When It Comes To The ICU, Less is Better

A recent New England Journal of Medicine article suggests perhaps less is better in the Intensive Care Unit (ICU). This came from the June 6, 2013  publication.Image

The article analyzes the effectiveness of having a night-time ICU specialist in attendance during the night shift.  This study is relevant because there is an increasing trend of adopting the practice of nighttime physicians as part of the hospital team.

This was a one-year randomized trial in an academic center. The primary outcome was length of stay in the hospital and secondary outcomes included in-hospital mortality, discharge disposition, and recent readmission to the intensive care unit.

Despite the nighttime physician patient’s being seen 100% of the night’s versus 0% in the control group which did not have on-site nighttime physicians in attendance there was no statistical difference in the 2 different care models.

Bottom-line: This study suggests no benefit to hiring a nighttime doctor to see patients in the intensive care unit. The cost and resource utilization implications of this information is dramatic. In this case, less care appears to be better

About thedoctorsreport

Dr. Kordonowy is board certified by the American Board of Internal Medicine and has been in private practice since 1993. His group practice is in Fort Myers, Florida. His website is: www.drkordonowy.com. He earned his degree from the University of Kansas School of Medicine in Kansas City, Kansas and completed his residency as Chief Resident at Orlando Regional Hospital System. As Chief Resident, Dr. Kordonowy was recognized as the Outstanding Resident by the American College of Physicians. He is a member of the American Medical Association, American College of Physicians, and the American Society of Internal Medicine. In December 2005, Dr. Kordonowy became Board Certified in the new field of Clinical Lipidology by the American Board of Clinical Lipidology. Lipidology is the specialty of diagnosis and management of cholesterol and triglyceride metabolism disorders. Cardiovascular disease risk assessment is also part of this specialty. He now serves as president of the Independent Physicians Association of Lee County. He is active in the Lee County Medical Society, the Florida Medical Society , the Florida Lipid Foundation, National Lipid Association and the American Medical Association.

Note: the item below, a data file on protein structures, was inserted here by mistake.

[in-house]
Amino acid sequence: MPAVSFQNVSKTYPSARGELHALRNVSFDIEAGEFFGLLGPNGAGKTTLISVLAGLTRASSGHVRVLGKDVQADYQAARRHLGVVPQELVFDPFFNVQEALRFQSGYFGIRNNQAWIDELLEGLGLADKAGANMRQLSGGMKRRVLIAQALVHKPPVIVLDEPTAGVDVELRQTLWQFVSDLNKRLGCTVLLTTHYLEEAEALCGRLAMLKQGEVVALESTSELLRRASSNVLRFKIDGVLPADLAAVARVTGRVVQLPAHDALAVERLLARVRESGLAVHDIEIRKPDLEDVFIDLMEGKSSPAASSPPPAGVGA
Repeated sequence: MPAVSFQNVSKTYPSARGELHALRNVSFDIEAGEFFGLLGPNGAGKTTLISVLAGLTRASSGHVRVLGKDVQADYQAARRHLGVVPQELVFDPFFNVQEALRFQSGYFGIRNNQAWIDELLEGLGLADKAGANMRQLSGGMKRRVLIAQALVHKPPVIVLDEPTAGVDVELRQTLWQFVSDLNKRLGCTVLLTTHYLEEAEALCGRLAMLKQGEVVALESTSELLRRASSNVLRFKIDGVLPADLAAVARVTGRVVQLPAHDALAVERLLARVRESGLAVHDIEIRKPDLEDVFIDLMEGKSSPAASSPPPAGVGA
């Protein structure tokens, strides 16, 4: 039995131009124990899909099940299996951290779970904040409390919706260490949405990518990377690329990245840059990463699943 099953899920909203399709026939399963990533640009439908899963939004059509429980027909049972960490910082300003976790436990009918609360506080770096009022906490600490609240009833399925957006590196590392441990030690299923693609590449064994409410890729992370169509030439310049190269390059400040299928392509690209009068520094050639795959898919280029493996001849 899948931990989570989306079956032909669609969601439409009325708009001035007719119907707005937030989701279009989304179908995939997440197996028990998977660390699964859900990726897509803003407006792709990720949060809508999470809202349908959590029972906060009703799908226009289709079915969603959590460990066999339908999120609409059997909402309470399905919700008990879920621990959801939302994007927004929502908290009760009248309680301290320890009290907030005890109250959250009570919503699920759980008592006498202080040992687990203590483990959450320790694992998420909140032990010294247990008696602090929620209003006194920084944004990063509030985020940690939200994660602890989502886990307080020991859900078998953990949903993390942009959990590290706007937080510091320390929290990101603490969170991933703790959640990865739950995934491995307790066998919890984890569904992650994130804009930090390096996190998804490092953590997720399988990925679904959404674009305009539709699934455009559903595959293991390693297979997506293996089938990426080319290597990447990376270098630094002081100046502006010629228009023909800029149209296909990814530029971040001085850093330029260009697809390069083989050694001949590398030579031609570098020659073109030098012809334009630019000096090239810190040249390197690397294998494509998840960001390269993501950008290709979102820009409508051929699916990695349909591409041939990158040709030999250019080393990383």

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2 Responses to When It Comes To The ICU, Less is Better

  1. Bob Hertz says:

    less doctoring at night does not mean less attenton to patient needs,attention & comfortm I hope
    Also i suggest all doctors and medical people be more atteentive to seniors (and itgers) who complain about their care in senior facilities and medical facilities. If a patient complains about poor care, abusive care, physical or other, be aware of their responsibility to report these complaints for investigation with the proper organizations. I think medical responsibility would also have them, with their concern, check with the facility to correct it, and of course, still report the problem for investigation. I did feel very poorly treated in Indepent living at Calusa Harbour. Fortunate for me,with help and support I was able to leave Independet Living at Calusa Harbour. I found a more suitable place, not a similar residence. Can one be too independent living for independent living in such a facility? any other opinions, re: this or questions, contact me at HertzRobert@aol.com. I am to share and listen, as much as I can. My phone:239-561-0167
    Mayb we can start a support group? Maye Dr. K who I appreciate and think very well of, will help us help seniors.

  2. Bob Hertz says:

    a great idea

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